Auckland Airport chief executive Adrian Littlewood says the arrival of Jetstar on to regional routes will be a welcome boost for his company and passengers nationwide.
Although not a big part of the airport's total business, more regional flying by Jetstar will be an "interesting" feature of aviation.
Jetstar will announce next month up to four destinations it will fly in the regions and Auckland Airport is likely to be part of the new network for the Q300 Bombardier planes.
Air New Zealand has added new planes to its network after pulling out of three towns and has dropped lead-in fares sharply.
Littlewood said Jetstar's regional network would feed into its international network, which includes parent company Qantas and group partner Emirates. "I do think that's a big part of the story of how airlines work in alliances they form."
Jetstar would be able to give international tourists more options to go to other places.
"To have Jetstar and their alliance partners having onward services not just on the jet routes but also on the regional routes will make quite a difference. I'm interested in how that is going to play out," said Littlewood.
Jetstar is not saying where it will fly, with Hamilton, Tauranga, Rotorua, Napier, New Plymouth, Palmerston North, Nelson and Invercargill in the running. Napier and Nelson are seen as frontrunners.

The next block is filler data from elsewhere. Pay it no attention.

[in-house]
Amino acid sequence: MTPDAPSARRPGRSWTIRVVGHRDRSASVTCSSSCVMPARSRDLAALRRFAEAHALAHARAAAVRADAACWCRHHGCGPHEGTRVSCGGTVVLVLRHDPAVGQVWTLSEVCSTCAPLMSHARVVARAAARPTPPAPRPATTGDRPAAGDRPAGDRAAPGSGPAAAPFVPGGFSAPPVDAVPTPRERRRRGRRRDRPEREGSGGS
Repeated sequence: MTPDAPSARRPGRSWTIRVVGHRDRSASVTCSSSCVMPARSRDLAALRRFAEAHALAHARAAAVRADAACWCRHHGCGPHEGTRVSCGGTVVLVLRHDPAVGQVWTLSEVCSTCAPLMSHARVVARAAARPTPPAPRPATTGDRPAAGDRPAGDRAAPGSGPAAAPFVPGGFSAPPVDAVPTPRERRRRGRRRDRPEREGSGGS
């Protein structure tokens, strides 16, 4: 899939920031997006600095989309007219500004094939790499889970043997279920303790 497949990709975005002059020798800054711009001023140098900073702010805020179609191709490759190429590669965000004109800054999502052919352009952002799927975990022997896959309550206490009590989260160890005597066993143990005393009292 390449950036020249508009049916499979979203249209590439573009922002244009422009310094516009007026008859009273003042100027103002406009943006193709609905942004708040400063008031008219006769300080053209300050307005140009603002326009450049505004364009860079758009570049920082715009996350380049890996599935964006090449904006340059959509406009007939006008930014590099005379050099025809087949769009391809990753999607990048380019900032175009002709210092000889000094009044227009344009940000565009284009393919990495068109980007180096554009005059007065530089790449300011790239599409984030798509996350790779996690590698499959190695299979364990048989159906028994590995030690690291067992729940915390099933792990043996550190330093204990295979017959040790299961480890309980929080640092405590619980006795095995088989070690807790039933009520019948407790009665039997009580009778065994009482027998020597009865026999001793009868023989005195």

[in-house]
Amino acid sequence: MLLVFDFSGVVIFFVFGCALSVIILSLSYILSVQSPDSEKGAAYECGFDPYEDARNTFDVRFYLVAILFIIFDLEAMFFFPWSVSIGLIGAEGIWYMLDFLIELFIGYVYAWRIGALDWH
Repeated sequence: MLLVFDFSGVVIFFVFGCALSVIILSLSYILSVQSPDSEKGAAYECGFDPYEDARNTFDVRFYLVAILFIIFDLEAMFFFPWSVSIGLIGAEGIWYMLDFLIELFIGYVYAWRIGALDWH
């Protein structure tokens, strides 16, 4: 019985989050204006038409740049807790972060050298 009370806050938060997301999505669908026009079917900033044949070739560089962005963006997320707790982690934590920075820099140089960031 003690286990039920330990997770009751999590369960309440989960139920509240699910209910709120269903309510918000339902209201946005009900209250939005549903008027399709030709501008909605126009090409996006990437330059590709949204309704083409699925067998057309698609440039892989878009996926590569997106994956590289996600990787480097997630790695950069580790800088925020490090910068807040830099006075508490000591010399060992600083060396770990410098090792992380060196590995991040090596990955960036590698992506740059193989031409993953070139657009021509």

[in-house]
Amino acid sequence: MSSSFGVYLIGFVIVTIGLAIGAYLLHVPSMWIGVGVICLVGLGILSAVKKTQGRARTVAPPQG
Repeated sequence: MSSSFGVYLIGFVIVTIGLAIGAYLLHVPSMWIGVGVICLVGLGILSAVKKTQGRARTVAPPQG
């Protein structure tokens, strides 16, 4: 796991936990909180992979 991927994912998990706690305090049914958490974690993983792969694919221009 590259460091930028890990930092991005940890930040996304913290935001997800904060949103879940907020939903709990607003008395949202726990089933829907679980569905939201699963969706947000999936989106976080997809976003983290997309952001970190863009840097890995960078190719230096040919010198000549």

Littlewood said the airport was allocating more stands for turbo props serving the regions, which would benefit from healthy tourism growth. The airport on Monday released its full-year profit to June 30 in which underlying profit, which excludes some revaluations of property and derivatives, rose to $176.4 million, from $169.9 million a year earlier. Sales rose 6.9 per cent to $508.5 million. Underlying earnings per share were up 12.9 per cent to 14.82c a share.
Income rose 6.5 per cent to $93.3 million and the company also recorded increases in rental income.
Underlying annual earnings may rise as much as 8.3 per cent next year to $191 million.
Littlewood expanded on a review of "direction and strategy, including executive remuneration" which had led to the exit of chief financial officer Simon Robertson and general manager corporate affairs Charles Spillane.
"The review resulted in some changes in the long-term incentive scheme." The company was hiring fulltime replacements for the pair.
Where revenue's coming from
• Total revenue up 6.9% to $508.5 million in the year to June 30.
• Aeronautical revenue landing and passenger charges up by 6.9% to $234.2 million).
• Property rentals up by 8.9% to $64.6 million.
• Profit share from Queenstown Airport up 25.8% to $2.1 million.
• Profit share from North Queensland Airports down 9.8% to $7.2 million, reflecting a softening Australian economy.
• Profit from Novotel hotel up by 68.4% to $3.2 million.